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The Facts About RSV

By HERWriter
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RSV, or respiratory Syncytial (sin-SISH-uhl) virus, infections occur most commonly in young babies. It is estimated that virtually every baby under the age of 2 world-wide has experienced this virus. For many it's just shrugged off as a cold, as its symptoms resemble that and in babies with normal immune systems it's not as much of an issue. For those babies with compromised immune systems, however, it's a lot more serious.

This virus is the leading cause of lower respiratory tract infections in infants. Severe RSV symptoms usually occur between the ages of 2-8 months. It is estimated that 4-5 million children younger than the age of 4 will come down with an RSV infection and more than 125,000 children are hospitalized each year in the United States. Canada and the United States already have RSV vaccines in place though administration differs in each country with only those infants with pre-existing medical conditions being offered the vaccine in Canada. In the United States, RSV vaccines are available to premature babies (less than 35 weeks) and/or who have other respiratory issues, as well as those full-term babies with chronic lung or congenital heart disease.

Chances are if you're reading this article, your son or daughter has probably had this virus.

RSV has also been seen in older children and adults with usually less severe symptoms.

Who is at Risk?

According to the American Academy of Pediatrics the following groups are at higher risk of contracting RSV:

- Infants born at 28 weeks or earlier during the RSV season (generally fall to spring), whenever that occurs during the first 12 months;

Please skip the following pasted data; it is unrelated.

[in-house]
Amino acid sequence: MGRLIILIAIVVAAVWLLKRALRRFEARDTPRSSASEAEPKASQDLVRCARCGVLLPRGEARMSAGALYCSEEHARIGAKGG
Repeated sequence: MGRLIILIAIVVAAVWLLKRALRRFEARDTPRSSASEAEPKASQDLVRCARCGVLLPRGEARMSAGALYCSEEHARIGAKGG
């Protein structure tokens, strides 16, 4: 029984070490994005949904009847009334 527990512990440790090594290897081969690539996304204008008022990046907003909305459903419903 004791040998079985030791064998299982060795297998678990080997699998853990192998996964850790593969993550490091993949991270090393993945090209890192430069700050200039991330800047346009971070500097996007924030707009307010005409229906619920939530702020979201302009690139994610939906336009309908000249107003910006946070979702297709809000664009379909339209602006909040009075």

- Infants born at 29-32 weeks and are less than 6 months old at that start of the RSV season;

- Infants born at 32-35 weeks who are less than 3 months old at the start of RSV season or who are born during RSV season and are in child care or have a sibling that is younger than 5 years old;

- Infants and children under the age of 2 who have cyanotic or complicated congenital heart disease,
or who have been treated for chronic lung disease within 6 months prior to the start of RSV season; and

- Infants born before 35 weeks who have either congenital abnormalities of the airway or neuromuscular disease that compromises handling of respiratory secretions.

High-risk adults include those with chronic heart disease, chronic lung disease, or otherwise compromised immune systems, and those over the age of 65 who reside in a long-term care facility or are active in other senior day-care programs.

Symptoms of RSV

In minor cases, most adult patients or older children may experience cold-like symptoms such as:

- Stuffy or runny nose;
- Sort throat;
- Mild headache;
- Dry cough;
- Low-grade fever; and
- Overall feeling of not feeling well.

Infants who experience a more serious version of the virus may demonstrate:

- High fever;
- Severe cough;
- Wheezing (usually heard on exhaling);
- Rapid breathing or difficulty breathing (child may prefer to sit up rather than lying down); and
- Bluish tinge to skin due to lack of oxygen.

In infants in particular watch to see if he or she draws in their chest muscles and the skin between the ribs. This is an indicator that they are having trouble breathing. That breathing may be short, shallow and rapid. They will also display lack of appetite, lethargy, and irritability. These could be signs of bronchiolitis, which is an acute lower respiratory tract infection, or pneumonia. Bronchiolitis is the most common presentation of RSV.